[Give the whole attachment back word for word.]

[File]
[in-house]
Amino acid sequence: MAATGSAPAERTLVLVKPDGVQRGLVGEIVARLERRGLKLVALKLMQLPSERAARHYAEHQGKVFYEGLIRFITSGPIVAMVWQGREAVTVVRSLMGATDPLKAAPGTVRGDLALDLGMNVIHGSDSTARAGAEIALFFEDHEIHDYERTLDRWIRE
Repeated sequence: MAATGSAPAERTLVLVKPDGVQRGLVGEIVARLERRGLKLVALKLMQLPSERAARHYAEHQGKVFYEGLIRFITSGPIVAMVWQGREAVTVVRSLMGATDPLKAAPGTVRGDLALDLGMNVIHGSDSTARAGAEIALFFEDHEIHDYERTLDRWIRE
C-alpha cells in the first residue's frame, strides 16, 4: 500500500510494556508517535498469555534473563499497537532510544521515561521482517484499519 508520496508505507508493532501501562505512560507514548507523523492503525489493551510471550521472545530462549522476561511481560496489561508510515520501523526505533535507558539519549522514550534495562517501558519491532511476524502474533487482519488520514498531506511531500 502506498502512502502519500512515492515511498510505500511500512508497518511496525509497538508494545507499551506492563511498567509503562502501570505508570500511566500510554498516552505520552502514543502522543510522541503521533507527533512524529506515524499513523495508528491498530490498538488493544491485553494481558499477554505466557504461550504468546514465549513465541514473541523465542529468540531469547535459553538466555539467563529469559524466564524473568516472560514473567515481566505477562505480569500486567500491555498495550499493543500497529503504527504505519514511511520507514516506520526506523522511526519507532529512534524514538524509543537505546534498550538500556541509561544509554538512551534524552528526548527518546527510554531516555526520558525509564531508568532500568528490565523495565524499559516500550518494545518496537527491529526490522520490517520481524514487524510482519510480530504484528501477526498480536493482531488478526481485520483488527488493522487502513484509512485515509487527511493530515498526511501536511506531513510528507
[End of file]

[in-house]
Amino acid sequence: MAATGSAPAERTLVLVKPDGVQRGLVGEIVARLERRGLKLVALKLMQLPSERAARHYAEHQGKVFYEGLIRFITSGPIVAMVWQGREAVTVVRSLMGATDPLKAAPGTVRGDLALDLGMNVIHGSDSTARAGAEIALFFEDHEIHDYERTLDRWIRE
Repeated sequence: MAATGSAPAERTLVLVKPDGVQRGLVGEIVARLERRGLKLVALKLMQLPSERAARHYAEHQGKVFYEGLIRFITSGPIVAMVWQGREAVTVVRSLMGATDPLKAAPGTVRGDLALDLGMNVIHGSDSTARAGAEIALFFEDHEIHDYERTLDRWIRE
C-alpha cells in the first residue's frame, strides 16, 4: 500500500510494556508517535498469555534473563499497537532510544521515561521482517484499519 508520496508505507508493532501501562505512560507514548507523523492503525489493551510471550521472545530462549522476561511481560496489561508510515520501523526505533535507558539519549522514550534495562517501558519491532511476524502474533487482519488520514498531506511531500 502506498502512502502519500512515492515511498510505500511500512508497518511496525509497538508494545507499551506492563511498567509503562502501570505508570500511566500510554498516552505520552502514543502522543510522541503521533507527533512524529506515524499513523495508528491498530490498538488493544491485553494481558499477554505466557504461550504468546514465549513465541514473541523465542529468540531469547535459553538466555539467563529469559524466564524473568516472560514473567515481566505477562505480569500486567500491555498495550499493543500497529503504527504505519514511511520507514516506520526506523522511526519507532529512534524514538524509543537505546534498550538500556541509561544509554538512551534524552528526548527518546527510554531516555526520558525509564531508568532500568528490565523495565524499559516500550518494545518496537527491529526490522520490517520481524514487524510482519510480530504484528501477526498480536493482531488478526481485520483488527488493522487502513484509512485515509487527511493530515498526511501536511506531513510528507